Thunder Bay

Thunder Bay city council delays decision on emerald ash borer

Thunder Bay city councillors have delayed a decision on whether to adopt a proposed action plan to combat the emerald ash borer in the city.

Council also calls on federal and provincial governments to fund ash borer treatment

After an hour and a half discussion at Thunder Bay city hall Monday, council delayed a decision on committing money to fight the emerald ash borer, as many councillors wanted more information. City staff is expected to report back in the fall. (CBC)

Thunder Bay city councillors have delayed a decision on whether to adopt a proposed action plan to combat the emerald ash borer in the city.

Administration was looking for approval — as well as $550,000 in the 2017 municipal budget — to start treating eligible ash trees with an injected chemical that destroys the invasive beetle and its larvae. Other trees would be removed and replaced with other species.

After an hour and a half-long discussion, councillors voted to refer the matter back to city staff, citing a lack of detail in the report, and a desire to see other options explored, including ways to potentially bring the cost down, or recoup some of the money.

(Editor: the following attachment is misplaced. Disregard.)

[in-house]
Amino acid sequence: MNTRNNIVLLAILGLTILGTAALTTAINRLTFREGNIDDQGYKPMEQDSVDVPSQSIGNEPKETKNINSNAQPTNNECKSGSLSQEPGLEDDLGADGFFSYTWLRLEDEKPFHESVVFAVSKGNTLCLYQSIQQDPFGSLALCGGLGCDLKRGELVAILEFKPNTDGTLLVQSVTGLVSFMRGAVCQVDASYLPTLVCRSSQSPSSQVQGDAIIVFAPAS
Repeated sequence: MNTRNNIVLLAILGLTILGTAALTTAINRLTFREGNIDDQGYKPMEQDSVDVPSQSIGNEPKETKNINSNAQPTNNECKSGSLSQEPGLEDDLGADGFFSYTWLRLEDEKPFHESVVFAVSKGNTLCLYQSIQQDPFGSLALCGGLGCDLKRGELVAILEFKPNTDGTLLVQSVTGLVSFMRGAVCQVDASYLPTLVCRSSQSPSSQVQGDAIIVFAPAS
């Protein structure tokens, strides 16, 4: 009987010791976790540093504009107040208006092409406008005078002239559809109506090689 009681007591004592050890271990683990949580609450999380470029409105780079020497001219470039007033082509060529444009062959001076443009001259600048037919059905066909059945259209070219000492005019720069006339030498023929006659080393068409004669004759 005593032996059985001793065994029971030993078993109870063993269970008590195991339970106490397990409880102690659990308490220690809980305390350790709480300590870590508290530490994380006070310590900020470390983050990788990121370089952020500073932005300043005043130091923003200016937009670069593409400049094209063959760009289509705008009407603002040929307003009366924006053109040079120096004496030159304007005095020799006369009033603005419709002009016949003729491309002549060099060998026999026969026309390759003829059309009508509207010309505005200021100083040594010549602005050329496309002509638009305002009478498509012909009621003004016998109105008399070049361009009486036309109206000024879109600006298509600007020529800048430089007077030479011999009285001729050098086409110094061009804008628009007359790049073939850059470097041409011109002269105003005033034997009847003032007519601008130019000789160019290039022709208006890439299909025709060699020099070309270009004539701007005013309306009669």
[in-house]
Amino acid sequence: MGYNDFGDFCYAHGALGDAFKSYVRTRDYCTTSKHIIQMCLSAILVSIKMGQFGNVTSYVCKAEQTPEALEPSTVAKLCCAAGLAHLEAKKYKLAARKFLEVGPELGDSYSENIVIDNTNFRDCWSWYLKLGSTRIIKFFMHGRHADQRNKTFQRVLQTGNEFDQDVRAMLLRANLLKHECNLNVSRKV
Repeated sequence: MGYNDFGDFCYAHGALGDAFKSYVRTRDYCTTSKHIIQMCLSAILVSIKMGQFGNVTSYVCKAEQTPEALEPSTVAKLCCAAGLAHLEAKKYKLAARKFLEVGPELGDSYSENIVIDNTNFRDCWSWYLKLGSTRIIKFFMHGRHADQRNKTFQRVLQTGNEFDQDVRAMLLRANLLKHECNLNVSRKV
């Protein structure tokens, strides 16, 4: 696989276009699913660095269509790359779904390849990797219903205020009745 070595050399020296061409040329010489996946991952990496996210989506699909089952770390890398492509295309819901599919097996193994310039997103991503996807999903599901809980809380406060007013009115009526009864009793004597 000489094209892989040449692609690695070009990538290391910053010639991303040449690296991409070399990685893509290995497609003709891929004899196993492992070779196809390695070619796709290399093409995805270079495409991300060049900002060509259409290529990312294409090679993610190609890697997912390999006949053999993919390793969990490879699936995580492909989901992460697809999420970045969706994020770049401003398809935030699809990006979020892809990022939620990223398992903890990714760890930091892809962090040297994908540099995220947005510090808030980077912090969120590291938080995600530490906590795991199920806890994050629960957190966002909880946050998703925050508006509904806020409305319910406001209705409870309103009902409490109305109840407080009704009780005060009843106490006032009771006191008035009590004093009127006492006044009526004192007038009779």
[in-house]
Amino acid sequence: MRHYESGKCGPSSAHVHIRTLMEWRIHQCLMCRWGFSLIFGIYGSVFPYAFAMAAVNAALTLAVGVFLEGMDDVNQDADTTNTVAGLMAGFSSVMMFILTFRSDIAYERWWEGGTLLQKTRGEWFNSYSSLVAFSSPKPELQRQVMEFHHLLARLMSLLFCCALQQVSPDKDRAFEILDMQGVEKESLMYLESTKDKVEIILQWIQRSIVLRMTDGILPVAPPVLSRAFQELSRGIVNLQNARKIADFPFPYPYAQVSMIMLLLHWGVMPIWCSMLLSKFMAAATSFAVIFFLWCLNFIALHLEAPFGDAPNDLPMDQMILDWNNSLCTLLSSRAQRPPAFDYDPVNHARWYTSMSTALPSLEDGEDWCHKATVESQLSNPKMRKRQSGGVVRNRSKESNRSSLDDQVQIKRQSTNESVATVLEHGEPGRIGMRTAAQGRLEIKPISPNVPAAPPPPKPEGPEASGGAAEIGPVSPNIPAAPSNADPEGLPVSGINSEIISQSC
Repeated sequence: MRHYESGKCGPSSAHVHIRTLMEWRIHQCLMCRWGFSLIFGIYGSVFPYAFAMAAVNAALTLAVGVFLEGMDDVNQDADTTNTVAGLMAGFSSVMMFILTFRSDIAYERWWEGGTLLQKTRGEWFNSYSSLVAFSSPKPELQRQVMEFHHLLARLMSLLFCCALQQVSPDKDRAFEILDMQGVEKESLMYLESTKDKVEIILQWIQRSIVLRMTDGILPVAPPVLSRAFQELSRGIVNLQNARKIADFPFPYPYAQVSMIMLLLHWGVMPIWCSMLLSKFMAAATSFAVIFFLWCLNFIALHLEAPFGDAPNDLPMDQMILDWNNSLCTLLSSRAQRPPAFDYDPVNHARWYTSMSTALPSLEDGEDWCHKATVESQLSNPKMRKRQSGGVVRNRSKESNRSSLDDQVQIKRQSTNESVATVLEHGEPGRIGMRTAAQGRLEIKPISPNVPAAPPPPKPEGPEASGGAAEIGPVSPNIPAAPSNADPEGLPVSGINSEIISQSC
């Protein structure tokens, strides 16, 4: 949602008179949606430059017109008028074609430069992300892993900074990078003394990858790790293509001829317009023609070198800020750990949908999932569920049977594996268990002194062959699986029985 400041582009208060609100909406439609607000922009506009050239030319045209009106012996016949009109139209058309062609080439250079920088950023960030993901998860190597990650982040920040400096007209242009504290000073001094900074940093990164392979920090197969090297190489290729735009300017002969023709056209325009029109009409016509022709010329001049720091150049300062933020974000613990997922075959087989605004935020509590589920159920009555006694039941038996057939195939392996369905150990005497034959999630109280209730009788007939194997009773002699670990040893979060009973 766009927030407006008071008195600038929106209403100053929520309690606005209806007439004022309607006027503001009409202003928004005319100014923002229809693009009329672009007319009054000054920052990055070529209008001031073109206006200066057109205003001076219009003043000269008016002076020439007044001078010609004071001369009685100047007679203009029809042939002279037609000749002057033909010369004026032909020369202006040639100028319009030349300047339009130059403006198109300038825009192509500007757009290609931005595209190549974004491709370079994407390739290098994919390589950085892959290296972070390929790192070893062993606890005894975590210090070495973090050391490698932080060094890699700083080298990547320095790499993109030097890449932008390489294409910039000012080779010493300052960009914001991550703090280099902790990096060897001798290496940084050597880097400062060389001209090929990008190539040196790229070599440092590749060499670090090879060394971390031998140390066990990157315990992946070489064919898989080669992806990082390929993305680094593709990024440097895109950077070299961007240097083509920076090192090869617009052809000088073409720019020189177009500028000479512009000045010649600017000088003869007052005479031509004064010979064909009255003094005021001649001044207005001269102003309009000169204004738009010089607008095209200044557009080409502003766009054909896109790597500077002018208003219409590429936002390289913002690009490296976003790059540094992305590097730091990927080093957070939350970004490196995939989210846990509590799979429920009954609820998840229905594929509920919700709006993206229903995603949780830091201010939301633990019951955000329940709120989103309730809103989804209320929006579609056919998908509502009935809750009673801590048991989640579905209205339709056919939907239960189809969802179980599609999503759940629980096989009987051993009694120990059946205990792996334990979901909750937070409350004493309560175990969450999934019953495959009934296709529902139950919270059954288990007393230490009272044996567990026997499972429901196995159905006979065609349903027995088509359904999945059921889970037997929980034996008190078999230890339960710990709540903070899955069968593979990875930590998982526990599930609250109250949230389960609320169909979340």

The report is slated back sometime this fall.

Council also spoke about how the municipality shouldn't solely be on the hook for the price tag of dealing with the pest, which is expected to cost millions over the next decade. To that end, they passed another resolution in a separate vote calling on the provincial and federal governments to do more to provide funding for municipalities.

"This is a national issue, this is a provincial issue," Coun. Andrew Foulds said. "Municipalities that get eight cents for every tax dollar are expected to do the heavy lifting, this is totally unacceptable."

The ash borer was first confirmed in the city in late June, in the area of Memorial Avenue and 4th Avenue.

City forester Shelley Vescio told council that some trees in the area have already been taken down and securely transported to be destroyed. She added that her department also has some money available to start some tree treatments this year.

Comments

To encourage thoughtful and respectful conversations, first and last names will appear with each submission to CBC/Radio-Canada's online communities (except in children and youth-oriented communities). Pseudonyms will no longer be permitted.

By submitting a comment, you accept that CBC has the right to reproduce and publish that comment in whole or in part, in any manner CBC chooses. Please note that CBC does not endorse the opinions expressed in comments. Comments on this story are moderated according to our Submission Guidelines. Comments are welcome while open. We reserve the right to close comments at any time.

now